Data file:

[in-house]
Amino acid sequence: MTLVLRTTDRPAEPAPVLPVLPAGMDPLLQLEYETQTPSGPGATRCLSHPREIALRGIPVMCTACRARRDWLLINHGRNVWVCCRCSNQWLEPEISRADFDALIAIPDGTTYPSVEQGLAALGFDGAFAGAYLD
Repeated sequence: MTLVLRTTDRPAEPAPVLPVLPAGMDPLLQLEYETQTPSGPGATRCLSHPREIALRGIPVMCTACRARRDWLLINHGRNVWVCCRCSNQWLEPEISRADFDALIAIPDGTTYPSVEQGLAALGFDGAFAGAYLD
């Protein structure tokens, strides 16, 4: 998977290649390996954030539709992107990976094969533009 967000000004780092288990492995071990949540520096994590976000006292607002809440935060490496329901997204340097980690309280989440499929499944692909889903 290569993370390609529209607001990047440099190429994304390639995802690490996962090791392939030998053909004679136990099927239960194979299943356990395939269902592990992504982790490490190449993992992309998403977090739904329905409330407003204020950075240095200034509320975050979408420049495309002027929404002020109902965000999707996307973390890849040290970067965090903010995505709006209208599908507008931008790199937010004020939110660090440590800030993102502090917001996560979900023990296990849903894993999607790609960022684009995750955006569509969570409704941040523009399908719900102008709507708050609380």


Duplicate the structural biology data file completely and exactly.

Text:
[in-house]
Amino acid sequence: MTLVLRTTDRPAEPAPVLPVLPAGMDPLLQLEYETQTPSGPGATRCLSHPREIALRGIPVMCTACRARRDWLLINHGRNVWVCCRCSNQWLEPEISRADFDALIAIPDGTTYPSVEQGLAALGFDGAFAGAYLD
Repeated sequence: MTLVLRTTDRPAEPAPVLPVLPAGMDPLLQLEYETQTPSGPGATRCLSHPREIALRGIPVMCTACRARRDWLLINHGRNVWVCCRCSNQWLEPEISRADFDALIAIPDGTTYPSVEQGLAALGFDGAFAGAYLD
């Protein structure tokens, strides 16, 4: 998977290649390996954030539709992107990976094969533009 967000000004780092288990492995071990949540520096994590976000006292607002809440935060490496329901997204340097980690309280989440499929499944692909889903 290569993370390609529209607001990047440099190429994304390639995802690490996962090791392939030998053909004679136990099927239960194979299943356990395939269902592990992504982790490490190449993992992309998403977090739904329905409330407003204020950075240095200034509320975050979408420049495309002027929404002020109902965000999707996307973390890849040290970067965090903010995505709006209208599908507008931008790199937010004020939110660090440590800030993102502090917001996560979900023990296990849903894993999607790609960022684009995750955006569509969570409704941040523009399908719900102008709507708050609380």